Bail signChris Boswell / Dreamstime.comNew Jersey is about to end its second year using a pretrial court system that has all but stopped using cash bail to decide which defendants can stay out of jail before appearing in court. And guess what? There's been no spike in crime.

Critics of bail reform say that forcing defendants to commit some money as a condition of pretrial release is why they show up to trial and keep their noses clean beforehand. Mind you, it was primarily the bail bond industry making this claim, because it has a financial stake in maintaining cash bail. But they weren't the only ones worried about what would happen to the crime rate when New Jersey allowed more people to remain free before trial.

Thankfully, New Jersey is not seeing an increase in crime. In fact, it's seeing the exact opposite. Stats collected over the past two years show a significant drop in crime across many major categories. The New Jersey Star-Ledger compared the violent crime numbers from the first nine months of 2016 to the first nine months of 2018 and found a 30-percent drop. Homicides, rapes, robberies, assaults, and burglaries are all on the decline.

Over this same timespan, New Jersey's pretrial jail population has dropped by 40 percent.

We should, of course, be wary about too much correlation here. First of all, we're seeing a general drop in violent crime nationwide. And the Star-Ledger is talking about the statistics for the worst, most dangerous crimes. Nevertheless, it is not too soon to say that the reforms have yet to fail.

Under New Jersey's pretrial system, courts use risk assessment tools to calculate the odds a defendant will commit additional crimes or miss court dates while on release; the calculation is heavily informed by a defendant's criminal history. With feedback from attorneys on both sides, a judge evaluates these risks and decides the terms of pretrial release for each defendant, calling for varying levels of monitoring depending on risk level. If the judge decides there's no way to make sure the defendant shows up for court and stays clean on release, the judge can keep him or her detained in jail until the conclusion of the case. Judges detained about 18 percent of defendants in 2017.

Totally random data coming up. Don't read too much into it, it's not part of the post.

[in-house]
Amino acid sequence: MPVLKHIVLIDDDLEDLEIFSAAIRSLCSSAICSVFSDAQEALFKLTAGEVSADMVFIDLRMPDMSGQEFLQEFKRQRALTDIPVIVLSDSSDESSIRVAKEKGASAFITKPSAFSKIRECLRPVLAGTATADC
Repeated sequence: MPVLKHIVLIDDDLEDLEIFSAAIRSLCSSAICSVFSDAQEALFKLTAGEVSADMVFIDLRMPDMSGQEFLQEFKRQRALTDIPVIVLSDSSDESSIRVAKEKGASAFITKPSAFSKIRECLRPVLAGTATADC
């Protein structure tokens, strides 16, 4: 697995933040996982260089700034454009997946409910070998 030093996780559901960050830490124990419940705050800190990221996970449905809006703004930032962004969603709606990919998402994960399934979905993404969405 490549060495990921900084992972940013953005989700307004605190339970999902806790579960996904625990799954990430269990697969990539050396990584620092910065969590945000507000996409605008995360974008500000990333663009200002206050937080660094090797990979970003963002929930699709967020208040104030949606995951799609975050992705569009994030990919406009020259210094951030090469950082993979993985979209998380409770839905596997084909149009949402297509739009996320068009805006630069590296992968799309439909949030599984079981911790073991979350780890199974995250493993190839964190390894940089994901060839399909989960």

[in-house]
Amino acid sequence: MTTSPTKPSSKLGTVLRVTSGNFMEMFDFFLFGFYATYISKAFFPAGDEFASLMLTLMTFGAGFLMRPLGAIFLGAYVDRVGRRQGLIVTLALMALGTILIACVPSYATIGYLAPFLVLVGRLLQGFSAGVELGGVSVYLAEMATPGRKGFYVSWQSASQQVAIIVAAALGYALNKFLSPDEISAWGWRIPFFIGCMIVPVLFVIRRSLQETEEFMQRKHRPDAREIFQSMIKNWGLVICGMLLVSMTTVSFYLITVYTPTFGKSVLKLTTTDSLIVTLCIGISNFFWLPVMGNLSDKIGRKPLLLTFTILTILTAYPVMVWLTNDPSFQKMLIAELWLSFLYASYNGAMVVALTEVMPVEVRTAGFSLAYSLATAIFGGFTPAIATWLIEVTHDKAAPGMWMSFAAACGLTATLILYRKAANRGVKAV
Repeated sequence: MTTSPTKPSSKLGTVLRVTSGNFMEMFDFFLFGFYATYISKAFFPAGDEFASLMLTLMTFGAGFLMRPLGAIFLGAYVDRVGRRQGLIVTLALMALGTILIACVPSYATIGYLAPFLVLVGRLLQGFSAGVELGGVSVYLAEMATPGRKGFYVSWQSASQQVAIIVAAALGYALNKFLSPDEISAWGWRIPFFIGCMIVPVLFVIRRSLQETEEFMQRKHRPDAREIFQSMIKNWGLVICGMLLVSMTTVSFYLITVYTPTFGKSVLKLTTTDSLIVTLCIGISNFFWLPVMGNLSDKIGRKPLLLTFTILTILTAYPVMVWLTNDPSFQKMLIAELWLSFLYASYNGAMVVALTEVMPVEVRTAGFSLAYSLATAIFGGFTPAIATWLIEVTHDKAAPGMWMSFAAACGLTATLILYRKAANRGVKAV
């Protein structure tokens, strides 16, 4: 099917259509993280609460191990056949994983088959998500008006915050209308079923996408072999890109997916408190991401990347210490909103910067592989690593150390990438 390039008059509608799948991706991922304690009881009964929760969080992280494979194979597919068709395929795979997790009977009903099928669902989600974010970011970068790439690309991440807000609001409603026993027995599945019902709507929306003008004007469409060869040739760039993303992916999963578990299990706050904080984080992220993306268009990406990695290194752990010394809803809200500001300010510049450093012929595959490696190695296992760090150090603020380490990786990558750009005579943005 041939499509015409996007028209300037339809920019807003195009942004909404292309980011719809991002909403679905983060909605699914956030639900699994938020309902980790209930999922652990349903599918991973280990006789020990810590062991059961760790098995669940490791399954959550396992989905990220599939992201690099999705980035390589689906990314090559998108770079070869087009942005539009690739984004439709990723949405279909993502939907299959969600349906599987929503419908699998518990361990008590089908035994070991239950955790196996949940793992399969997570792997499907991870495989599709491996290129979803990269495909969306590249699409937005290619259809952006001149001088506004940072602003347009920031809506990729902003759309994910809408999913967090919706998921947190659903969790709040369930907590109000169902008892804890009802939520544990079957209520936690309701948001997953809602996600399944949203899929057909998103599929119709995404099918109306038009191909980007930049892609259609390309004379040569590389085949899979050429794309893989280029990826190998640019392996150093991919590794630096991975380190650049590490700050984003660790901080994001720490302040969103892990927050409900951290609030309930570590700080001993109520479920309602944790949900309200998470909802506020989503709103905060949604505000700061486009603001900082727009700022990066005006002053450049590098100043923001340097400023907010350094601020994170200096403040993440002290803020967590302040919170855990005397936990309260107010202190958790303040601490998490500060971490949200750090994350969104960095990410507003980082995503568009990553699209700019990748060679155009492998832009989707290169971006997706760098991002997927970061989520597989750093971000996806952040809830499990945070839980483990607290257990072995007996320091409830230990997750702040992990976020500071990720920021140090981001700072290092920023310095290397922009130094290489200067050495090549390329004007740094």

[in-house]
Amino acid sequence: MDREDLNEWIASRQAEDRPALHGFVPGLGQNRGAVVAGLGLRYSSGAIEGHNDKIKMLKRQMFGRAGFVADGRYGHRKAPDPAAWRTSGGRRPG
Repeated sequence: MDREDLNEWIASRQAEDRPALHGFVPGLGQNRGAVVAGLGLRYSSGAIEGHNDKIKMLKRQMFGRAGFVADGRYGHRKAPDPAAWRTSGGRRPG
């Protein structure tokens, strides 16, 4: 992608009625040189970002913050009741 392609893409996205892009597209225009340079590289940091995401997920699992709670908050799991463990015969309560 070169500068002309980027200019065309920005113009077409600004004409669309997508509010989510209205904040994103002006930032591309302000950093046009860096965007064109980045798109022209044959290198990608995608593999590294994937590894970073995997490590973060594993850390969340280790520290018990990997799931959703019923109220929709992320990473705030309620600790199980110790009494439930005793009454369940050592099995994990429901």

In short, the new system appears to be keeping violent and dangerous defendants behind bars while allowing lower-level offenders more freedom as their cases make their way through the court system.

Keeping defendants who aren't dangerous from languishing in jail is important. Those who are stuck behind bars just because they can't afford bail often end up feeling like they have no choice but to plead guilty, if only to get out and get things over with. Defendants who are jailed unnecessarily risk losing their jobs, getting evicted, and suffering other economic consequences that destabilize families. Studies show that defendants are more likely to get bad plea deals and receive harsher punishments than they would if they were free. Why? Because they have no leverage with prosecutors, they're desperate, and sometimes the court system operates so slowly that they serve the equivalent of the punishment in jail before they're ever tried. For many lower level crimes, the pretrial detention feels no different than being convicted.

When looking at New Jersey's declining crime rates, one fairly safe conclusion is that the state has thus far succeeded in assessing risk, which allows defendants to fight criminal charges without one hand tied behind their backs. So not only is New Jersey seeing less crime, it's also seeing less punishment, and that's a good thing.